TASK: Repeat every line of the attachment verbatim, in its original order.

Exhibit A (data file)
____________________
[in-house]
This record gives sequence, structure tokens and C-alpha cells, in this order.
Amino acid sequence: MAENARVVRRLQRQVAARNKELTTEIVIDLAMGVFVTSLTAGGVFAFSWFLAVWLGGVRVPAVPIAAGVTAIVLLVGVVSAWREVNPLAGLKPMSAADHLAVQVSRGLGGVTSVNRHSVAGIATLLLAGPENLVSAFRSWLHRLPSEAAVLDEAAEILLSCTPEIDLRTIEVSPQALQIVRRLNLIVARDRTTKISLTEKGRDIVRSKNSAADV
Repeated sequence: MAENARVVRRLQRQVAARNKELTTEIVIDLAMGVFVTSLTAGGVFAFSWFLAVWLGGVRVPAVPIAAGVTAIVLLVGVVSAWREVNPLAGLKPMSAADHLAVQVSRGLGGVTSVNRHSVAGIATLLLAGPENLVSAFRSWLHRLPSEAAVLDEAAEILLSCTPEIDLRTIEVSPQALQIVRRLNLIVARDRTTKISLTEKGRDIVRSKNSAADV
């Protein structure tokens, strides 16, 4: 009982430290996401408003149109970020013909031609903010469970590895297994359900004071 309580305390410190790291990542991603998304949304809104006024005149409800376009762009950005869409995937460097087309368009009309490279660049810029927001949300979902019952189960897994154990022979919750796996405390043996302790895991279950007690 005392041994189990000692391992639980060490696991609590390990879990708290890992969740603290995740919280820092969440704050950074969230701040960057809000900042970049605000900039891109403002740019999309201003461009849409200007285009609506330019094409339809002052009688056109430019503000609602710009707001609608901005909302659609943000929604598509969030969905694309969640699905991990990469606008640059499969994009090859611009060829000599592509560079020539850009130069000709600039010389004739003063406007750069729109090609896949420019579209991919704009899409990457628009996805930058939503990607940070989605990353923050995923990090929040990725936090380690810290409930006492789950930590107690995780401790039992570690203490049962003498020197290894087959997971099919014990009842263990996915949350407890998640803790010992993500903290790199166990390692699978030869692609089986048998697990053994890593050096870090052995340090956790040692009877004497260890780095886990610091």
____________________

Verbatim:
[in-house]
This record gives sequence, structure tokens and C-alpha cells, in this order.
Amino acid sequence: MAENARVVRRLQRQVAARNKELTTEIVIDLAMGVFVTSLTAGGVFAFSWFLAVWLGGVRVPAVPIAAGVTAIVLLVGVVSAWREVNPLAGLKPMSAADHLAVQVSRGLGGVTSVNRHSVAGIATLLLAGPENLVSAFRSWLHRLPSEAAVLDEAAEILLSCTPEIDLRTIEVSPQALQIVRRLNLIVARDRTTKISLTEKGRDIVRSKNSAADV
Repeated sequence: MAENARVVRRLQRQVAARNKELTTEIVIDLAMGVFVTSLTAGGVFAFSWFLAVWLGGVRVPAVPIAAGVTAIVLLVGVVSAWREVNPLAGLKPMSAADHLAVQVSRGLGGVTSVNRHSVAGIATLLLAGPENLVSAFRSWLHRLPSEAAVLDEAAEILLSCTPEIDLRTIEVSPQALQIVRRLNLIVARDRTTKISLTEKGRDIVRSKNSAADV
């Protein structure tokens, strides 16, 4: 009982430290996401408003149109970020013909031609903010469970590895297994359900004071 309580305390410190790291990542991603998304949304809104006024005149409800376009762009950005869409995937460097087309368009009309490279660049810029927001949300979902019952189960897994154990022979919750796996405390043996302790895991279950007690 005392041994189990000692391992639980060490696991609590390990879990708290890992969740603290995740919280820092969440704050950074969230701040960057809000900042970049605000900039891109403002740019999309201003461009849409200007285009609506330019094409339809002052009688056109430019503000609602710009707001609608901005909302659609943000929604598509969030969905694309969640699905991990990469606008640059499969994009090859611009060829000599592509560079020539850009130069000709600039010389004739003063406007750069729109090609896949420019579209991919704009899409990457628009996805930058939503990607940070989605990353923050995923990090929040990725936090380690810290409930006492789950930590107690995780401790039992570690203490049962003498020197290894087959997971099919014990009842263990996915949350407890998640803790010992993500903290790199166990390692699978030869692609089986048998697990053994890593050096870090052995340090956790040692009877004497260890780095886990610091």